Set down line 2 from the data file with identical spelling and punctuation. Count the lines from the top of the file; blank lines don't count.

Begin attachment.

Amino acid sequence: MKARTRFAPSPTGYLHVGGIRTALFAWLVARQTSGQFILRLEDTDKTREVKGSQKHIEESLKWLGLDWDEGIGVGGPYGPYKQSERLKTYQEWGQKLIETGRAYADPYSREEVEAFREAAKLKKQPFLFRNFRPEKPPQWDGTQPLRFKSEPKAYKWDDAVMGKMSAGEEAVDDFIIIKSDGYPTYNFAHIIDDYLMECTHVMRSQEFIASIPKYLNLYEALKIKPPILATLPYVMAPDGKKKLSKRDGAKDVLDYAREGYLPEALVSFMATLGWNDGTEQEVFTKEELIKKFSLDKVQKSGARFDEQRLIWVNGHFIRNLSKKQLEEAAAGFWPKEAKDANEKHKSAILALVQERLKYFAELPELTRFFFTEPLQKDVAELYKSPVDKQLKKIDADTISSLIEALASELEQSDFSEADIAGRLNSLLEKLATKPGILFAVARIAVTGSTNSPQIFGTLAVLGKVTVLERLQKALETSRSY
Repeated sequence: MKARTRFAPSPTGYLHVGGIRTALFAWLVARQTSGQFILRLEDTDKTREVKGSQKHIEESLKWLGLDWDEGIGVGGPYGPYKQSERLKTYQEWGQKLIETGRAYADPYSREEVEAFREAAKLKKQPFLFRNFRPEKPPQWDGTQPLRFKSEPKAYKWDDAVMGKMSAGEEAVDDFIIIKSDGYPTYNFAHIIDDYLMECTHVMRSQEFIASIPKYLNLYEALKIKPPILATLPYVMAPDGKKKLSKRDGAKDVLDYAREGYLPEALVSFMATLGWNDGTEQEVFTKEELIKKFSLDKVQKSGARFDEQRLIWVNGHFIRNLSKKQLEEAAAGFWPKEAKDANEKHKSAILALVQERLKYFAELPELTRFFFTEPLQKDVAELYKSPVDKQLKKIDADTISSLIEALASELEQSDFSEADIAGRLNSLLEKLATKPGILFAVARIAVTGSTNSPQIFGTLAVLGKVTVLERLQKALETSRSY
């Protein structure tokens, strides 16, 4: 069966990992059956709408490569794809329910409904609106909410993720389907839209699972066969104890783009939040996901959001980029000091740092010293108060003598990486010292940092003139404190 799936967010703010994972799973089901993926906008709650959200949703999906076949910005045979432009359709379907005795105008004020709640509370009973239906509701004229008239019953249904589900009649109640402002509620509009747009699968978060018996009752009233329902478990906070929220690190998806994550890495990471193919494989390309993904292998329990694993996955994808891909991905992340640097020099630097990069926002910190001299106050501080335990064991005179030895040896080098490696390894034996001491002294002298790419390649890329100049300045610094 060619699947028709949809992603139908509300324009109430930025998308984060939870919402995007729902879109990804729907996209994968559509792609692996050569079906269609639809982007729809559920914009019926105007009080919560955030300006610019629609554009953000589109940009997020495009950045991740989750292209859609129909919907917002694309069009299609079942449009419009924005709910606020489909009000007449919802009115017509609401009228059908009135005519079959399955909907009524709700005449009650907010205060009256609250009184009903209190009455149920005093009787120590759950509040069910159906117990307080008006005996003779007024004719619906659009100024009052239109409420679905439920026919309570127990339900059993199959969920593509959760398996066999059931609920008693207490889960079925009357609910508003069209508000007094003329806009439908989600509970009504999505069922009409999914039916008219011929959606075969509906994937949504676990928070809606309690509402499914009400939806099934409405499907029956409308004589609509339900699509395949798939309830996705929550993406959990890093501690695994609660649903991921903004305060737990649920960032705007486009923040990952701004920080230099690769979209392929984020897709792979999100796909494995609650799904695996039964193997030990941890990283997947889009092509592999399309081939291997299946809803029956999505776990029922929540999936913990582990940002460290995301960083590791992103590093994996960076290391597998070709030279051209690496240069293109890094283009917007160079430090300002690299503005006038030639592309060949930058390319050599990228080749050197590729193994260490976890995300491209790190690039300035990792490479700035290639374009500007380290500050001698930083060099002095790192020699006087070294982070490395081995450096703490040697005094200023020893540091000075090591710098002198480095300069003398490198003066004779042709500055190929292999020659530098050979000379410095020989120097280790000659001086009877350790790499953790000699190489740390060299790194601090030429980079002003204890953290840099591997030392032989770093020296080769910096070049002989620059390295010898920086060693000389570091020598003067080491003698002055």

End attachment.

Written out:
Repeated sequence: MKARTRFAPSPTGYLHVGGIRTALFAWLVARQTSGQFILRLEDTDKTREVKGSQKHIEESLKWLGLDWDEGIGVGGPYGPYKQSERLKTYQEWGQKLIETGRAYADPYSREEVEAFREAAKLKKQPFLFRNFRPEKPPQWDGTQPLRFKSEPKAYKWDDAVMGKMSAGEEAVDDFIIIKSDGYPTYNFAHIIDDYLMECTHVMRSQEFIASIPKYLNLYEALKIKPPILATLPYVMAPDGKKKLSKRDGAKDVLDYAREGYLPEALVSFMATLGWNDGTEQEVFTKEELIKKFSLDKVQKSGARFDEQRLIWVNGHFIRNLSKKQLEEAAAGFWPKEAKDANEKHKSAILALVQERLKYFAELPELTRFFFTEPLQKDVAELYKSPVDKQLKKIDADTISSLIEALASELEQSDFSEADIAGRLNSLLEKLATKPGILFAVARIAVTGSTNSPQIFGTLAVLGKVTVLERLQKALETSRSY